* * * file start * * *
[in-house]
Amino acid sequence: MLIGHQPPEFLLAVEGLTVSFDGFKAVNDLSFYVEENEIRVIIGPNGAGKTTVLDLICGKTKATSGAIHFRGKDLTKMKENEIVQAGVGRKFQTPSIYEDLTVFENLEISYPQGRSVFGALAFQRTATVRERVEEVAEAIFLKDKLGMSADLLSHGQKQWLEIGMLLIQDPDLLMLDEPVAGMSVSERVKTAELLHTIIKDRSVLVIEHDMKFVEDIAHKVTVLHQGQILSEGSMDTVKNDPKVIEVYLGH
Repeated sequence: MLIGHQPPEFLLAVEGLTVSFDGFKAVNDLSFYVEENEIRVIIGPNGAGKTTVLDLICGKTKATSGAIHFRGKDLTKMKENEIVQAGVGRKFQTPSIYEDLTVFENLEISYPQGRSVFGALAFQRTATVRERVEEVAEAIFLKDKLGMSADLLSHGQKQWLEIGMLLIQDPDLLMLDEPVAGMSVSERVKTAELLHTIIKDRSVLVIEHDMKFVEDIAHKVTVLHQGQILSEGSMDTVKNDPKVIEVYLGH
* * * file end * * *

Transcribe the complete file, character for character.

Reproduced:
[in-house]
Amino acid sequence: MLIGHQPPEFLLAVEGLTVSFDGFKAVNDLSFYVEENEIRVIIGPNGAGKTTVLDLICGKTKATSGAIHFRGKDLTKMKENEIVQAGVGRKFQTPSIYEDLTVFENLEISYPQGRSVFGALAFQRTATVRERVEEVAEAIFLKDKLGMSADLLSHGQKQWLEIGMLLIQDPDLLMLDEPVAGMSVSERVKTAELLHTIIKDRSVLVIEHDMKFVEDIAHKVTVLHQGQILSEGSMDTVKNDPKVIEVYLGH
Repeated sequence: MLIGHQPPEFLLAVEGLTVSFDGFKAVNDLSFYVEENEIRVIIGPNGAGKTTVLDLICGKTKATSGAIHFRGKDLTKMKENEIVQAGVGRKFQTPSIYEDLTVFENLEISYPQGRSVFGALAFQRTATVRERVEEVAEAIFLKDKLGMSADLLSHGQKQWLEIGMLLIQDPDLLMLDEPVAGMSVSERVKTAELLHTIIKDRSVLVIEHDMKFVEDIAHKVTVLHQGQILSEGSMDTVKNDPKVIEVYLGH